Only a quarter of Germans ring in the New Year at home


New Year’s Eve with friends or relatives at home: this year only around a quarter (27 percent) of Germans plan to celebrate this way – one of the lowest figures in a Europe-wide, representative comparison carried out by E.ON at the end of 2016. In contrast, Hungarians and Romanians are keen to celebrate in their own homes, with around half (48 percent) of all those questioned spending New Year’s Eve at home with friends and relatives.

The fact that the Germans do not choose to stay home could be down to the television offering, which now struggles to find viewers, with just 14 percent of people saying they like to watch television on New Year’s Eve. Hence in a comparison of eight countries, Germany comes in joint second-to-last along with the UK. Eastern Europe is where New Year’s Eve television programming finds the greatest resonance: in Romania (30 percent) and the Czech Republic (33 percent), the numbers of people tuning in at New Year are relatively high at around one third.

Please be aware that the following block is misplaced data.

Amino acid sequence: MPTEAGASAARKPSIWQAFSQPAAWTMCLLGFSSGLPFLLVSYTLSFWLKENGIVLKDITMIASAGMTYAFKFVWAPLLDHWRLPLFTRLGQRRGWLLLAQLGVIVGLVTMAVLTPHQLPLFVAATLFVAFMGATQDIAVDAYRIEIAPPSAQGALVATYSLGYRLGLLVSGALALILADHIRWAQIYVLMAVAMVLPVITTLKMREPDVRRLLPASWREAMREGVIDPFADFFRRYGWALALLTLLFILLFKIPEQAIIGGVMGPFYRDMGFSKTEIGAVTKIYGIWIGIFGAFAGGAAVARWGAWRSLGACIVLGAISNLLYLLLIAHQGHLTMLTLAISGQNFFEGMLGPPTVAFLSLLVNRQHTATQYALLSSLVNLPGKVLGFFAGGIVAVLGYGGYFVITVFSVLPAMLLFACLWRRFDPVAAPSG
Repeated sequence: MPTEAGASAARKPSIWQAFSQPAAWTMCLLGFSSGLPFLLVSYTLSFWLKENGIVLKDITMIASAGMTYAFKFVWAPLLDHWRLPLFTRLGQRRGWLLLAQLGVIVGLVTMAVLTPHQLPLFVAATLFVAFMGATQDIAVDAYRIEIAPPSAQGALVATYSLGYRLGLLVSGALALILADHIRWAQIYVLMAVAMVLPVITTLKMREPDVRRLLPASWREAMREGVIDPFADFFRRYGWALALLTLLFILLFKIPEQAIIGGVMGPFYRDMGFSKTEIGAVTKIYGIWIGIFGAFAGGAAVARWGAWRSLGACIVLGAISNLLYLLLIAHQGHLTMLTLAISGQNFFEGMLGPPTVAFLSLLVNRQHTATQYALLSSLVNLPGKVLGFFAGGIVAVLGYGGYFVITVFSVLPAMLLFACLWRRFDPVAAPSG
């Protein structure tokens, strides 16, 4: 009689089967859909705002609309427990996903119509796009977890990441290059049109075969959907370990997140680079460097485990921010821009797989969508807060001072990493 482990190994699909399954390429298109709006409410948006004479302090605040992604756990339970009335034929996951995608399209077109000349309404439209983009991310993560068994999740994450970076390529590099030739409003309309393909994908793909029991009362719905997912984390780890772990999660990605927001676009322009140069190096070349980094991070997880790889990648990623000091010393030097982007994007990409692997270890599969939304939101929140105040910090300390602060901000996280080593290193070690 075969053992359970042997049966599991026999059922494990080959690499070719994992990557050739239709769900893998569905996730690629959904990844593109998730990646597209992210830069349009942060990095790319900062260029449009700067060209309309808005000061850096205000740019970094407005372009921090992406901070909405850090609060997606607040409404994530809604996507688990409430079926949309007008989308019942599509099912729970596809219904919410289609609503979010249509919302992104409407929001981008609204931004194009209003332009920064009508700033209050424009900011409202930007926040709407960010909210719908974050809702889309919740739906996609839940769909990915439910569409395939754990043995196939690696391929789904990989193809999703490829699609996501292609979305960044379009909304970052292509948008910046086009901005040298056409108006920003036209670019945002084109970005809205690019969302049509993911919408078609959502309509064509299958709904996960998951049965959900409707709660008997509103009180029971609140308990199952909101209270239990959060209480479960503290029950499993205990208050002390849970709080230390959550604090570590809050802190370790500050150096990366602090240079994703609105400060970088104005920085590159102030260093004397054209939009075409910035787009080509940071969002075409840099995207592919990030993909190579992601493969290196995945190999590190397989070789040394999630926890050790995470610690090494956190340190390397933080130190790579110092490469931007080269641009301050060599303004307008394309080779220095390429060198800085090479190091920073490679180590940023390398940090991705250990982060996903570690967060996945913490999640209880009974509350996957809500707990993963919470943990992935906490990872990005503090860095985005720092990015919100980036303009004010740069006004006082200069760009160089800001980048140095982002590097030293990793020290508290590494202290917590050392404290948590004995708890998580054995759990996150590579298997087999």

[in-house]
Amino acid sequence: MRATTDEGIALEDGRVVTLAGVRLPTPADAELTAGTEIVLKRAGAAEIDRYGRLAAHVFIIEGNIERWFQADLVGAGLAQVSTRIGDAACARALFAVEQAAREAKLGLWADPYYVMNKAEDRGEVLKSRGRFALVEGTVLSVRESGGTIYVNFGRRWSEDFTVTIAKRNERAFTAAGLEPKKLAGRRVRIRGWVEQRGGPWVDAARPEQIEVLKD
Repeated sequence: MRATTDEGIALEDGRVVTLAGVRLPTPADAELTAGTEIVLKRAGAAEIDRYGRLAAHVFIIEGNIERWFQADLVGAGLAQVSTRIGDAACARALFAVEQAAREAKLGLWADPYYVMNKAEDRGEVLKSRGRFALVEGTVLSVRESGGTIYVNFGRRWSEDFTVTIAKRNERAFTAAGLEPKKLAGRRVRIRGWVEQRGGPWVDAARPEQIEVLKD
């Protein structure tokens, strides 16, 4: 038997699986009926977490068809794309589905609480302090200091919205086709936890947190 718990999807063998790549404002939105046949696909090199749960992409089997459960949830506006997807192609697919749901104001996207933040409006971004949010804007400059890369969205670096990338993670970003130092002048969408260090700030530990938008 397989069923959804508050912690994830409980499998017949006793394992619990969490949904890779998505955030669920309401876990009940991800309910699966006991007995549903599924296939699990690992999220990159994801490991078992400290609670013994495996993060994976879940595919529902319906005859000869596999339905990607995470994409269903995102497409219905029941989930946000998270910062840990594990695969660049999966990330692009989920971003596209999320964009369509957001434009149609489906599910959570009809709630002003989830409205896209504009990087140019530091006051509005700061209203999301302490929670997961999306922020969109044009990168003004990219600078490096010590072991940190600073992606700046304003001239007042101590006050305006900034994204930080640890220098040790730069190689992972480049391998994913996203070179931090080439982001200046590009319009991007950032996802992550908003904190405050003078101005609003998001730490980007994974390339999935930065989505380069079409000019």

Nevertheless, despite booked-out hotels and holiday homes, the time around New Year is not really a holiday period in Europe. After all, only six percent of Germans have plans for holidays or other activities, and even that figure is higher than the rest of Europe.

These results are part of the “Living in Europe” study, for which E.ON and Kantar EMNID questioned around 8,000 people in Germany, the UK, Italy, the Czech Republic, Romania, Sweden, Turkey and Hungary in December 2016.

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